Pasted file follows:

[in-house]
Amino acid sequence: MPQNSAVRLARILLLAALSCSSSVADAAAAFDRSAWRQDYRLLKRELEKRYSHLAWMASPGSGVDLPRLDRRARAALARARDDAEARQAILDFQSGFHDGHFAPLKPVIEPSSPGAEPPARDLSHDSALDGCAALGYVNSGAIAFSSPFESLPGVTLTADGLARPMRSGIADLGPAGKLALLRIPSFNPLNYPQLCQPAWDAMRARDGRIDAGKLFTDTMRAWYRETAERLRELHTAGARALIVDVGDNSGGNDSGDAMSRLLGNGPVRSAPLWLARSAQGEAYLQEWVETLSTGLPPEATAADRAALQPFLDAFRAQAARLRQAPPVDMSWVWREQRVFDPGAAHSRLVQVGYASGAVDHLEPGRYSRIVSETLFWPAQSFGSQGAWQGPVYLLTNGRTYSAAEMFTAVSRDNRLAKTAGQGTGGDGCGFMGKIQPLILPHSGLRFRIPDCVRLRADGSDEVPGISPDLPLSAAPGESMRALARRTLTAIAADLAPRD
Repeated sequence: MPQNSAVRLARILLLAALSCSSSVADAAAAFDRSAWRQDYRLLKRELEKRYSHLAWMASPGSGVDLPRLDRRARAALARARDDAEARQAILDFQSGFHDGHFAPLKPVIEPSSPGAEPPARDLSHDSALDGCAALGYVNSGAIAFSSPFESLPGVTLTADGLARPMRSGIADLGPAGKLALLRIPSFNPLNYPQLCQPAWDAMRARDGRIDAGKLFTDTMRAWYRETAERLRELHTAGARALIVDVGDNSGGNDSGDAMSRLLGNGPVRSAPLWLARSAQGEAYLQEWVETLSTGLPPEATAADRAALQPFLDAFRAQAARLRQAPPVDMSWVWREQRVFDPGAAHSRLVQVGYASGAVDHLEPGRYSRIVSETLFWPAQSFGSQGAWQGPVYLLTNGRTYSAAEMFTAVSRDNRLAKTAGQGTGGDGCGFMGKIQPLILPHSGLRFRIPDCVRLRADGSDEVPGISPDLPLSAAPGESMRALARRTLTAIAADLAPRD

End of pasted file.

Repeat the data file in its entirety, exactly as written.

[in-house]
Amino acid sequence: MPQNSAVRLARILLLAALSCSSSVADAAAAFDRSAWRQDYRLLKRELEKRYSHLAWMASPGSGVDLPRLDRRARAALARARDDAEARQAILDFQSGFHDGHFAPLKPVIEPSSPGAEPPARDLSHDSALDGCAALGYVNSGAIAFSSPFESLPGVTLTADGLARPMRSGIADLGPAGKLALLRIPSFNPLNYPQLCQPAWDAMRARDGRIDAGKLFTDTMRAWYRETAERLRELHTAGARALIVDVGDNSGGNDSGDAMSRLLGNGPVRSAPLWLARSAQGEAYLQEWVETLSTGLPPEATAADRAALQPFLDAFRAQAARLRQAPPVDMSWVWREQRVFDPGAAHSRLVQVGYASGAVDHLEPGRYSRIVSETLFWPAQSFGSQGAWQGPVYLLTNGRTYSAAEMFTAVSRDNRLAKTAGQGTGGDGCGFMGKIQPLILPHSGLRFRIPDCVRLRADGSDEVPGISPDLPLSAAPGESMRALARRTLTAIAADLAPRD
Repeated sequence: MPQNSAVRLARILLLAALSCSSSVADAAAAFDRSAWRQDYRLLKRELEKRYSHLAWMASPGSGVDLPRLDRRARAALARARDDAEARQAILDFQSGFHDGHFAPLKPVIEPSSPGAEPPARDLSHDSALDGCAALGYVNSGAIAFSSPFESLPGVTLTADGLARPMRSGIADLGPAGKLALLRIPSFNPLNYPQLCQPAWDAMRARDGRIDAGKLFTDTMRAWYRETAERLRELHTAGARALIVDVGDNSGGNDSGDAMSRLLGNGPVRSAPLWLARSAQGEAYLQEWVETLSTGLPPEATAADRAALQPFLDAFRAQAARLRQAPPVDMSWVWREQRVFDPGAAHSRLVQVGYASGAVDHLEPGRYSRIVSETLFWPAQSFGSQGAWQGPVYLLTNGRTYSAAEMFTAVSRDNRLAKTAGQGTGGDGCGFMGKIQPLILPHSGLRFRIPDCVRLRADGSDEVPGISPDLPLSAAPGESMRALARRTLTAIAADLAPRD